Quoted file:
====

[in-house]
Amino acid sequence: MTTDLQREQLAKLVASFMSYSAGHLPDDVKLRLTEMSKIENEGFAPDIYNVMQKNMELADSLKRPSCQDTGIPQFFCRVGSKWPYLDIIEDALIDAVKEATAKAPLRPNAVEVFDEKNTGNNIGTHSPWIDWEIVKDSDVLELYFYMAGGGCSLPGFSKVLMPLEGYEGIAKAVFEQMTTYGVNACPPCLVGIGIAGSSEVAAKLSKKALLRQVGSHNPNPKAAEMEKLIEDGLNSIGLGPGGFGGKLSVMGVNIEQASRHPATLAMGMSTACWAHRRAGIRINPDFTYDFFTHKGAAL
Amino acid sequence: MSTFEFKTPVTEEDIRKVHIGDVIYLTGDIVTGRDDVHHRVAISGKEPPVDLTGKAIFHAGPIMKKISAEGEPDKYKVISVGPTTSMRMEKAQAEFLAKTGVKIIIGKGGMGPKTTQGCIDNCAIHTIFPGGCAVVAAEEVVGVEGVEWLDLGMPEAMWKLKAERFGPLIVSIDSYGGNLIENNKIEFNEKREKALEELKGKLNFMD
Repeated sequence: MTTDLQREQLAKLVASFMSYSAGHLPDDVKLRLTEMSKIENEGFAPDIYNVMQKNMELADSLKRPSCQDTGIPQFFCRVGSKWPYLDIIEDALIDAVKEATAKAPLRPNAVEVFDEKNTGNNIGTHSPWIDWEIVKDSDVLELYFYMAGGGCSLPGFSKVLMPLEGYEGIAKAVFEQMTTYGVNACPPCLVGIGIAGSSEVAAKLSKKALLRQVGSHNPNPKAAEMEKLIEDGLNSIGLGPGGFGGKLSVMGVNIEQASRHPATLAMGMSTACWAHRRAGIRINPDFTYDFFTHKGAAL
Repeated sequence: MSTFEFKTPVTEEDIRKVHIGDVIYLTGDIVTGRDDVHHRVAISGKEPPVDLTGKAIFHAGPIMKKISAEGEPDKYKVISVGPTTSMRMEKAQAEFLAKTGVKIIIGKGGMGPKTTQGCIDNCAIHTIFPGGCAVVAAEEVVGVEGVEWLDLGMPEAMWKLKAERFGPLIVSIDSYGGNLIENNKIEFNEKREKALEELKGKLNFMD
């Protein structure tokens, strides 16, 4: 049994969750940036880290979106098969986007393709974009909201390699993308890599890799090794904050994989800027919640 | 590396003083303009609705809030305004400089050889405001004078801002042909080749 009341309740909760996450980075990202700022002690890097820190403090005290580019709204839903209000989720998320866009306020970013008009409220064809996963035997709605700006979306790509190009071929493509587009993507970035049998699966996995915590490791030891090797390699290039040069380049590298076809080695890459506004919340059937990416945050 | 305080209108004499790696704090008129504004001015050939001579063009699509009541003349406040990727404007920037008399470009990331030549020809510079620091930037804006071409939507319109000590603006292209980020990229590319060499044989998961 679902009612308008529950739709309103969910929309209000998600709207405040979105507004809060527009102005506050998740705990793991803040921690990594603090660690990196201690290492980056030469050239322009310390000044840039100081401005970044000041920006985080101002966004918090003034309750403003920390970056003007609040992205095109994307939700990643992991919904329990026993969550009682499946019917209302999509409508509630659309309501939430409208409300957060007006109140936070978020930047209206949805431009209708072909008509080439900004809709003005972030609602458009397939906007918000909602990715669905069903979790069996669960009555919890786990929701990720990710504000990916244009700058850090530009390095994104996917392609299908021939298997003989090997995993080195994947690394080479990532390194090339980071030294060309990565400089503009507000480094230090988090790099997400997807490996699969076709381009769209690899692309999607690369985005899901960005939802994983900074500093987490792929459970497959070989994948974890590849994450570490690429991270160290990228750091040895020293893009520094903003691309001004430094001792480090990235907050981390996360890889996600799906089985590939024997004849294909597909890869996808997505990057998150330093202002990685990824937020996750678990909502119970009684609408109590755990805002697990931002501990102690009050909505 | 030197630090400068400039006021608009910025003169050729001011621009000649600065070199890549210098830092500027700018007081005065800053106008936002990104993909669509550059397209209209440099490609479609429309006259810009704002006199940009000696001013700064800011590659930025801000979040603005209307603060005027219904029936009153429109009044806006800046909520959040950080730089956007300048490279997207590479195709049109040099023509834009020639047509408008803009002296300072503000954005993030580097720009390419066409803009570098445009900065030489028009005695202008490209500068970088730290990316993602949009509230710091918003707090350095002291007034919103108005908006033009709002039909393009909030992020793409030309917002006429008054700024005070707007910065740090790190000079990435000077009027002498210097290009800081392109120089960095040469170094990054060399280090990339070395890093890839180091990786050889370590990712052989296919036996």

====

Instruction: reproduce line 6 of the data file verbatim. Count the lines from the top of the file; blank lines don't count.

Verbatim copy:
């Protein structure tokens, strides 16, 4: 049994969750940036880290979106098969986007393709974009909201390699993308890599890799090794904050994989800027919640 | 590396003083303009609705809030305004400089050889405001004078801002042909080749 009341309740909760996450980075990202700022002690890097820190403090005290580019709204839903209000989720998320866009306020970013008009409220064809996963035997709605700006979306790509190009071929493509587009993507970035049998699966996995915590490791030891090797390699290039040069380049590298076809080695890459506004919340059937990416945050 | 305080209108004499790696704090008129504004001015050939001579063009699509009541003349406040990727404007920037008399470009990331030549020809510079620091930037804006071409939507319109000590603006292209980020990229590319060499044989998961 679902009612308008529950739709309103969910929309209000998600709207405040979105507004809060527009102005506050998740705990793991803040921690990594603090660690990196201690290492980056030469050239322009310390000044840039100081401005970044000041920006985080101002966004918090003034309750403003920390970056003007609040992205095109994307939700990643992991919904329990026993969550009682499946019917209302999509409508509630659309309501939430409208409300957060007006109140936070978020930047209206949805431009209708072909008509080439900004809709003005972030609602458009397939906007918000909602990715669905069903979790069996669960009555919890786990929701990720990710504000990916244009700058850090530009390095994104996917392609299908021939298997003989090997995993080195994947690394080479990532390194090339980071030294060309990565400089503009507000480094230090988090790099997400997807490996699969076709381009769209690899692309999607690369985005899901960005939802994983900074500093987490792929459970497959070989994948974890590849994450570490690429991270160290990228750091040895020293893009520094903003691309001004430094001792480090990235907050981390996360890889996600799906089985590939024997004849294909597909890869996808997505990057998150330093202002990685990824937020996750678990909502119970009684609408109590755990805002697990931002501990102690009050909505 | 030197630090400068400039006021608009910025003169050729001011621009000649600065070199890549210098830092500027700018007081005065800053106008936002990104993909669509550059397209209209440099490609479609429309006259810009704002006199940009000696001013700064800011590659930025801000979040603005209307603060005027219904029936009153429109009044806006800046909520959040950080730089956007300048490279997207590479195709049109040099023509834009020639047509408008803009002296300072503000954005993030580097720009390419066409803009570098445009900065030489028009005695202008490209500068970088730290990316993602949009509230710091918003707090350095002291007034919103108005908006033009709002039909393009909030992020793409030309917002006429008054700024005070707007910065740090790190000079990435000077009027002498210097290009800081392109120089960095040469170094990054060399280090990339070395890093890839180091990786050889370590990712052989296919036996």